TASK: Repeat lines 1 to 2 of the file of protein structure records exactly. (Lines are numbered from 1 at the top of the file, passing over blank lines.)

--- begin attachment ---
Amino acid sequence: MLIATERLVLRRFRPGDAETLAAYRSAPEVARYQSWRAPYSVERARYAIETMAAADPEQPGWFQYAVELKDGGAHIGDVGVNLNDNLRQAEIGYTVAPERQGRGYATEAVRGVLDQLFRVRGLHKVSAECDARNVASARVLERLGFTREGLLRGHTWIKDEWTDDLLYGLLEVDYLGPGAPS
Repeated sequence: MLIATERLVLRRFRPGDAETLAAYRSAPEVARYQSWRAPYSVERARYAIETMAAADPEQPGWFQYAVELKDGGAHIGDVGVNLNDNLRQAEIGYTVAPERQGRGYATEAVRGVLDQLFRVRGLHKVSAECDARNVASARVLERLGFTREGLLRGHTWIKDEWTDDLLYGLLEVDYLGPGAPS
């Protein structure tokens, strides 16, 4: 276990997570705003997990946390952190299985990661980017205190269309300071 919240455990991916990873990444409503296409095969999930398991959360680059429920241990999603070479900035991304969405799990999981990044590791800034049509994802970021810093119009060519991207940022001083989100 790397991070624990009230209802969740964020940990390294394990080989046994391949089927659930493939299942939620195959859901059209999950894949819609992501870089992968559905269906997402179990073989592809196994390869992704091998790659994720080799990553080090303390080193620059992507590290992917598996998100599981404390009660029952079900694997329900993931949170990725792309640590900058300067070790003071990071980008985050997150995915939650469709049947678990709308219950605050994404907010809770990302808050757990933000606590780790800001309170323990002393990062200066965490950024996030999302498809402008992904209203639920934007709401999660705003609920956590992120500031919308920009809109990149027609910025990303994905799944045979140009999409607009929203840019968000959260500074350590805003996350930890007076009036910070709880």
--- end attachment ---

Amino acid sequence: MLIATERLVLRRFRPGDAETLAAYRSAPEVARYQSWRAPYSVERARYAIETMAAADPEQPGWFQYAVELKDGGAHIGDVGVNLNDNLRQAEIGYTVAPERQGRGYATEAVRGVLDQLFRVRGLHKVSAECDARNVASARVLERLGFTREGLLRGHTWIKDEWTDDLLYGLLEVDYLGPGAPS
Repeated sequence: MLIATERLVLRRFRPGDAETLAAYRSAPEVARYQSWRAPYSVERARYAIETMAAADPEQPGWFQYAVELKDGGAHIGDVGVNLNDNLRQAEIGYTVAPERQGRGYATEAVRGVLDQLFRVRGLHKVSAECDARNVASARVLERLGFTREGLLRGHTWIKDEWTDDLLYGLLEVDYLGPGAPS